A school in Queens, variously known as PS 256 and Rockaways for the Queens borough it inhabits in Belle Harbor, has a long and sad history.
As a school for special-needs kids, it was previously owned by Temple Beth-El, and purchased in August of 2008 by the New York City Education Department. The condition of parts of the school, most notably the cafeteria and some classrooms, leaves a lot to be desired. Peeling, lead-based paint, broken and crumbling plaster, and broken tiles in ceilings and floor throughout the facility are creating the potential for lead poisoning and asbestos-related diseases.
According to the school’s website, PS256 is a District 75 early childhood (age 3) through high school facility with 120 students, some over the age of 21. Four percent are English language students, and 82 percent are special needs students provided for under Title 1 funding. The school’s population is made up of 58.6 percent African Americans, 20.9 percent Hispanics, 16.2 percent white children and 2.5 percent Asian children, with the balance comprised of Native Americans or those of two or more races, which clearly places it in the category of a “minorities” school.
Student teacher ratios are excellent at about 2 to 1, but seventy-five percent of students are classed as needing “intensive management and therapeutic services” to succeed educationally. This includes students with such crippling learning disabilities as autism, severe emotional disturbance and developmental delays.
With the educational deck already stacked against them, these young people don’t need the added disadvantage of ingesting lead (which causes developmental disabilities) or asbestos, which can cause a whole range of illnesses, from asbestosis to digestive system cancers to mesothelioma – a particularly virulent form of lung cancer that often doesn’t manifest for several decades. When it does, most confirmed diagnoses lead, in a year or so, to death, because there is no cure for mesothelioma, and treatments like radiation or surgery are largely palliative to reduce pain and difficulty breathing.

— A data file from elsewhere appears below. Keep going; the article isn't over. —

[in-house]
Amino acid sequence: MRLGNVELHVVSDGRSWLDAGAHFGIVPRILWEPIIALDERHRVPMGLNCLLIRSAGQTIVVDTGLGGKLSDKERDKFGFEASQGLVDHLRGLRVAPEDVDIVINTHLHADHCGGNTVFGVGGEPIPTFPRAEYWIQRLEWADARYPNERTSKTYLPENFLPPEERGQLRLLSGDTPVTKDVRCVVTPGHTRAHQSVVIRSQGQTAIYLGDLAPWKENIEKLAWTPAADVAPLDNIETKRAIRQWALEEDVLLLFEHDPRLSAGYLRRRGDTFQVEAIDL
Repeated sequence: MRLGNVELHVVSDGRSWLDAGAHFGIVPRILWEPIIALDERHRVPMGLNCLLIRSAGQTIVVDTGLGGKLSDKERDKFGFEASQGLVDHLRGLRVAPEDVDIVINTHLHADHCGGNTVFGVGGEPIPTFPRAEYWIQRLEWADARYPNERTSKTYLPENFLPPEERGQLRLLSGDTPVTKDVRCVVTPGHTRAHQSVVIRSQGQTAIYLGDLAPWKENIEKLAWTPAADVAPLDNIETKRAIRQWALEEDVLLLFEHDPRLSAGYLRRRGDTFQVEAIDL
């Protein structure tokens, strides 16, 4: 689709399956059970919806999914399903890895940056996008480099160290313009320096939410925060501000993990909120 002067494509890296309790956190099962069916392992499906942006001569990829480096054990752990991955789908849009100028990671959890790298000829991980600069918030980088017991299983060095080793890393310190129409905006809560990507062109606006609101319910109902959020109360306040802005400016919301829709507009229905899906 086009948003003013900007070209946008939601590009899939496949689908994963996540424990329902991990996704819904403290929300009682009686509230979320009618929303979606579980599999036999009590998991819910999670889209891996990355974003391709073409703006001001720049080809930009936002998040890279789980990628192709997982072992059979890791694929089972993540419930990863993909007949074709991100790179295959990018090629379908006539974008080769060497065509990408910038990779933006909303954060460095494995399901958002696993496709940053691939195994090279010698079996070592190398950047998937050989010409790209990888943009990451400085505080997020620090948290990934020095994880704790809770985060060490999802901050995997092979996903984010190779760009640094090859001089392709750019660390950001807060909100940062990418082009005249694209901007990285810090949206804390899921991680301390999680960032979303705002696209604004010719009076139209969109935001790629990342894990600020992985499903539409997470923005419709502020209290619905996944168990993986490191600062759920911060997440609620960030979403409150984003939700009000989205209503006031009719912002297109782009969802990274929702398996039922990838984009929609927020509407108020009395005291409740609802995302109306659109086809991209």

The problem has been ongoing since the Education Department bought the school. In spite of federal laws mandating routine inspection and remediation of asbestos if found, PS 256 has limped along since its July, 2007 inspection with little more remediation than notes jotted in a review form. Even with the asbestos finding, the school allowed students and teachers to complete the 2007-2008 year. Not until then was the building closed so that work crews could repair some of the more hazardous problems.
Now students, staff and some parents, who say they are satisfied with the teaching staff, teaching methods and results, but not with the condition of the building, are showing their dissatisfaction by filing a $500-million lawsuit against the New York City Department of Education for taking 10 years to clean up the mess inside PS 256.
Ralph DeSimone, a lawyer representing them, says he plans to get a court order for independent testing of the school’s indoor environment, especially its air. DeSimone also wants the Education Department to pay the ongoing costs of monitoring students and staff for potential asbestos and lead exposures.
DeSimone, who calls the delayed repair work an example of the Education Department’s discriminatory policies, says the lawsuit is not meant to be punitive but to set an example; discriminating against minority schools will not be tolerated.
The Department of Education disputes the allegations that it is discriminating, or that the school is dangerous. Department spokeswoman Margie Feinberg was quoted as saying: “We only open safe schools.”
Teacher’s union President Randi Weingarten has questioned why the Department bought the building, knowing that the repairs needed to make it safe would be both extensive and expensive.
Sources: New York Daily News, New York City School System